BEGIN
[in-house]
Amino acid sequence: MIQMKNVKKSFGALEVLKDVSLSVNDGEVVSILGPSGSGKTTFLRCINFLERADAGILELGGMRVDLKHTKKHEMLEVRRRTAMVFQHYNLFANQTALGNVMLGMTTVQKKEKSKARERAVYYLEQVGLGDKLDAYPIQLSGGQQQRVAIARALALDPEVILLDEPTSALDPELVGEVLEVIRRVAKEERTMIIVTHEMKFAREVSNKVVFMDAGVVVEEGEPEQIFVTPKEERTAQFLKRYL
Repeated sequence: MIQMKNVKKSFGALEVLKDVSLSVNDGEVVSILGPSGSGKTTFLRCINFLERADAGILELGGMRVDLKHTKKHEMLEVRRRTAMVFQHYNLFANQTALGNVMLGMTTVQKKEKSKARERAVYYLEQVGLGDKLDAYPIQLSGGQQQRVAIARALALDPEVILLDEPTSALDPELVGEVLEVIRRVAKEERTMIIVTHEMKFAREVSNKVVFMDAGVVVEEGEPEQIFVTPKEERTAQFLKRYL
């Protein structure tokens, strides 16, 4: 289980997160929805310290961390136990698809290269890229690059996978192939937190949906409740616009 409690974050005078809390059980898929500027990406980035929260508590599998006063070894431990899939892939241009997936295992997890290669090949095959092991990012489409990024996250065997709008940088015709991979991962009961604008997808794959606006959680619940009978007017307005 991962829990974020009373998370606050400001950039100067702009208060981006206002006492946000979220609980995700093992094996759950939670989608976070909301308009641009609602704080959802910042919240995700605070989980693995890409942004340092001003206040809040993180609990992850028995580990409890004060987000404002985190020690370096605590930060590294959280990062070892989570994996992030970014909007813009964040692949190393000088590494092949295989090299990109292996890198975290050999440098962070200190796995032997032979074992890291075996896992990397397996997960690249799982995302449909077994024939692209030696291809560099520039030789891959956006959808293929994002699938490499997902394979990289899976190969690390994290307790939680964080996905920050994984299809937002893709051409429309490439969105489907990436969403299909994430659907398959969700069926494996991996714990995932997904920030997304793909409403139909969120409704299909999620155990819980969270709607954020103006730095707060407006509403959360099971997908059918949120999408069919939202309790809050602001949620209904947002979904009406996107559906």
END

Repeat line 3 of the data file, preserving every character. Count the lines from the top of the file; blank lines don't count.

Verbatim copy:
Repeated sequence: MIQMKNVKKSFGALEVLKDVSLSVNDGEVVSILGPSGSGKTTFLRCINFLERADAGILELGGMRVDLKHTKKHEMLEVRRRTAMVFQHYNLFANQTALGNVMLGMTTVQKKEKSKARERAVYYLEQVGLGDKLDAYPIQLSGGQQQRVAIARALALDPEVILLDEPTSALDPELVGEVLEVIRRVAKEERTMIIVTHEMKFAREVSNKVVFMDAGVVVEEGEPEQIFVTPKEERTAQFLKRYL